Resin varnishes fall into three classes according to the solvent used to dissolve the resin. Those made with alcohol as the solvent were known as ‘spirit’ varnishes and tended to have the best lustre but were not suitable for external use. Those made with turpentine had least lustre and were mainly used for pictures. The third class, oil varnishes, weathered much better and these were suitable for outside use.

Spirit varnishes consisted of a resin such as shellac, mastic or sandarac dissolved in the purest spirit (alcohol) which, prior to the 19th century, was distilled from fermented fruit or grain and ‘rectified’ by repeated distillations so that it contained little or no water. After applying the varnish, the alcohol evaporated quickly, leaving a coating of almost pure resin.

Turpentine varnishes, which were also known as essential oil varnishes, consisted of resins dissolved in turpentine, an essential oil distilled from the balsam of larch and pine trees in particular. Balsam, which is the resinous exudation of coniferous trees, is itself composed mainly of resin dissolved in an essential oil, and Venice turpentine is the distillate of larch balsam, which was considered to be among the best for making paints and varnishes because it had relatively little colour. The resin left behind in the distillation of Venice turpentine was one of those used for making this type of varnish. Other resins commonly used included copal, amber and dammar. As in spirit varnishes, turpentine evaporates from the varnish when first applied, albeit more slowly than the spirit, leaving behind the resin.

Oil varnishes, which were also known as fixed oil varnishes (as opposed to essential oil varnishes), consisted of resins such as amber and copal dissolved in oil, usually linseed oil. Other types included nut oil and poppy seed oil, both of which had less colour but were more expensive and their use was reserved for the very finest work. As oil varnishes dried very slowly, certain metal oxides known as driers were added, such as litharge (an oxide of lead, Pb3O4). These chemicals acted as catalysts causing the oil to dry by oxidisation and polymerisation. The result was an extremely tough, durable varnish.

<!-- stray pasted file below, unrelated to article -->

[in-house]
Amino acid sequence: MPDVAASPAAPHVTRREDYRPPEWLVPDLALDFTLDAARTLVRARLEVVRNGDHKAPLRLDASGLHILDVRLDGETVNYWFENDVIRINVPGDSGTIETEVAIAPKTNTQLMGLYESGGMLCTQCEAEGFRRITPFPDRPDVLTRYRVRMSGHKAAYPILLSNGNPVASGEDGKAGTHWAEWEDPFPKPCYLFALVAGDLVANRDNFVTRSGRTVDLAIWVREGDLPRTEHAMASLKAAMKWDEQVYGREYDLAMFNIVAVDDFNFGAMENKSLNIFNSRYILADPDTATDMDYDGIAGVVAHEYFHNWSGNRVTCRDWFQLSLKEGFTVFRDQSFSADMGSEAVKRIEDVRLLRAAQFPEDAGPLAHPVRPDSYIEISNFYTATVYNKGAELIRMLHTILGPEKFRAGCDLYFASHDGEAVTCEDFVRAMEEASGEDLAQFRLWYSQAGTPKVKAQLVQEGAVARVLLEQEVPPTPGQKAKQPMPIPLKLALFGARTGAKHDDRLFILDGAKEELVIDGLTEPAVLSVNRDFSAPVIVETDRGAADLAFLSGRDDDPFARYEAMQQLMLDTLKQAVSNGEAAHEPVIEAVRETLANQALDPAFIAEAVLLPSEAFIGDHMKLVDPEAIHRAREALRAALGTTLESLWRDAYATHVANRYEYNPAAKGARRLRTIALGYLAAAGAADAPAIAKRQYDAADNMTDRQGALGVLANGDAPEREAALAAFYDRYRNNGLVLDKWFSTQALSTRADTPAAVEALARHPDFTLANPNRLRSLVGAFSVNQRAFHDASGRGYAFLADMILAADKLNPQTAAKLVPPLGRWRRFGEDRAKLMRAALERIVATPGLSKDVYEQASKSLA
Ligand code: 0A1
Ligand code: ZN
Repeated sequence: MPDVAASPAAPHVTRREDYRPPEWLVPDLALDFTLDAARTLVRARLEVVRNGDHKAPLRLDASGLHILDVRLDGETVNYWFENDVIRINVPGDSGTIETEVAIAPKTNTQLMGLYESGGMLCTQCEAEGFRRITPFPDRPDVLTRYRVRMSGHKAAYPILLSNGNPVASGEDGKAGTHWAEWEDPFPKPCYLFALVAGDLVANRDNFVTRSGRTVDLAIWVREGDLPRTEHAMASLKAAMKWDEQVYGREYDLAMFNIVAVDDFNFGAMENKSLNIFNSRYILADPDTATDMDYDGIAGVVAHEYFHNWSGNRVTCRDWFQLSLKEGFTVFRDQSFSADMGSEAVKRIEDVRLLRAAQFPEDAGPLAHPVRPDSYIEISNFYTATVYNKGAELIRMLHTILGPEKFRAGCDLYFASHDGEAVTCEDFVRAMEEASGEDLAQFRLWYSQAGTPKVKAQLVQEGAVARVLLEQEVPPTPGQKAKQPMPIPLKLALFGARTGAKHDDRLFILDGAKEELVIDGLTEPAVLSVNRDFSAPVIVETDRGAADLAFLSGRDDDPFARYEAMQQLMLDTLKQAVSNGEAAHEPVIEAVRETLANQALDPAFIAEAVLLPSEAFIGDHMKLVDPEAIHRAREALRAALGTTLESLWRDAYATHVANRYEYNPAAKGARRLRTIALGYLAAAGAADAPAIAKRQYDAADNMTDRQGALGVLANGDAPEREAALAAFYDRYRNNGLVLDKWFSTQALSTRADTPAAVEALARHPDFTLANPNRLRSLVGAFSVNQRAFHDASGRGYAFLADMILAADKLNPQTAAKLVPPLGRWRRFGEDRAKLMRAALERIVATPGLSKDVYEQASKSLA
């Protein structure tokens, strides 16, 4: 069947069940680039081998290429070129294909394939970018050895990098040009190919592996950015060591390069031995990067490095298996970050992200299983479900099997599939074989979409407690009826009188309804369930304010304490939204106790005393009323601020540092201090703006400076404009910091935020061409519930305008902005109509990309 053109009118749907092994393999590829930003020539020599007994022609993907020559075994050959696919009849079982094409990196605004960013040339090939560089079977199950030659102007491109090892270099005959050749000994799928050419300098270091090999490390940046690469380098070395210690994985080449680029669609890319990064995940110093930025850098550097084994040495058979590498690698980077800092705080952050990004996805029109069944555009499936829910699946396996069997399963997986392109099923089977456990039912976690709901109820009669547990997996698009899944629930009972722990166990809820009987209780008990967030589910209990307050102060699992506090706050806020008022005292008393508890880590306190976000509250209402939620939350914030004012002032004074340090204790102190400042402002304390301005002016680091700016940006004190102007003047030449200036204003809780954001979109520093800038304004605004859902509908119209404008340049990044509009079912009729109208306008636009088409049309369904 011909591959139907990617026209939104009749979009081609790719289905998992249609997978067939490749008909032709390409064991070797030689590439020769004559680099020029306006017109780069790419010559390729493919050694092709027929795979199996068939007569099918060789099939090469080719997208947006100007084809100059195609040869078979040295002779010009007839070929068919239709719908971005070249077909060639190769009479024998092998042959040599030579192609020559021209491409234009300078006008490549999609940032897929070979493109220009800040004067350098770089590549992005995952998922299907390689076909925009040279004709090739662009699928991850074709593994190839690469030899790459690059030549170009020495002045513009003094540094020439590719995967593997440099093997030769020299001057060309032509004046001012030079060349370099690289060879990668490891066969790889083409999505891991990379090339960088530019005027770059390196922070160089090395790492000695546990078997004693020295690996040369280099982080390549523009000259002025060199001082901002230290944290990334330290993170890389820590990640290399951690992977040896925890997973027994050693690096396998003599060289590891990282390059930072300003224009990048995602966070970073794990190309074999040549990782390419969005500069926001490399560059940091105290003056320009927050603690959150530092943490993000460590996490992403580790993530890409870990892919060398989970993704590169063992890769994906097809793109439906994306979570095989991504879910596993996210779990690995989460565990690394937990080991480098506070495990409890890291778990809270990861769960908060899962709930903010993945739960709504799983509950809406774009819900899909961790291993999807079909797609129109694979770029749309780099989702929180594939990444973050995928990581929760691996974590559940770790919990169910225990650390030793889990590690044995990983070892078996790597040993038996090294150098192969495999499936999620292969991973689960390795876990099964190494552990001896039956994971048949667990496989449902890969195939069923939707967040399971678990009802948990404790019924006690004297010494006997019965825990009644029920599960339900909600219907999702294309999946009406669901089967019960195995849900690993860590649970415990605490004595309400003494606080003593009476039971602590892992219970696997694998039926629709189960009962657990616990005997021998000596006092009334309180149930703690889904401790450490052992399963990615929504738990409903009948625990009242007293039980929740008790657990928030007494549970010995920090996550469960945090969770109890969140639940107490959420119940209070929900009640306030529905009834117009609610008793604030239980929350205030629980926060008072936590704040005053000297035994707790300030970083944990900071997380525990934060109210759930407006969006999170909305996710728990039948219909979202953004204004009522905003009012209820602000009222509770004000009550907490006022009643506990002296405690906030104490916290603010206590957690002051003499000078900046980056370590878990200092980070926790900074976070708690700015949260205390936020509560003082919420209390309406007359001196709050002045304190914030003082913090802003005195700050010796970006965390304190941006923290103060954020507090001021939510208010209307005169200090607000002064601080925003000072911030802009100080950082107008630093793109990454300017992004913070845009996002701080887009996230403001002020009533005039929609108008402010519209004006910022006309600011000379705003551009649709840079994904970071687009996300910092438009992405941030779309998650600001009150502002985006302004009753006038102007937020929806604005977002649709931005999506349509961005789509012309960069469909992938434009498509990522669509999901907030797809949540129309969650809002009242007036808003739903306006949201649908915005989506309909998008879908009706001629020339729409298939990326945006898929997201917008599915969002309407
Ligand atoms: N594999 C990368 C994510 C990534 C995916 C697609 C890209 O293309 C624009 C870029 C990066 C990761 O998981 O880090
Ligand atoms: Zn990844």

Oak did not take varnish well and the traditional practice of polishing oak with wax continued throughout the 18th and 19th centuries. However, the introduction of cheaper softwoods from Scandinavia and the Baltic timber in particular by the start of the 18th century meant that for most ordinary work, deal predominated. Panelling, staircase balustrades, doors and windows were almost invariably painted, and varnished hardwoods were largely confined to grand buildings and stately homes. From the limited evidence available it seems that floor boards were either stained or scrubbed. John Wood, the architect of Georgian Bath, describes the floors of older houses coloured brown ‘with soot and small beer to hide the dirt’. One contemporary author, Hannah Glass in 1760 instructs the housemaid to first strew handfuls of damp sand over the floor before sweeping it to gather the dust, then scrubbing the boards with the herbs ‘tanzy, mint and balm’ to make them ‘look like mahogony’ and to make the room smell nice. In some houses the floorboards may have been limewashed to keep them looking clean and fresh.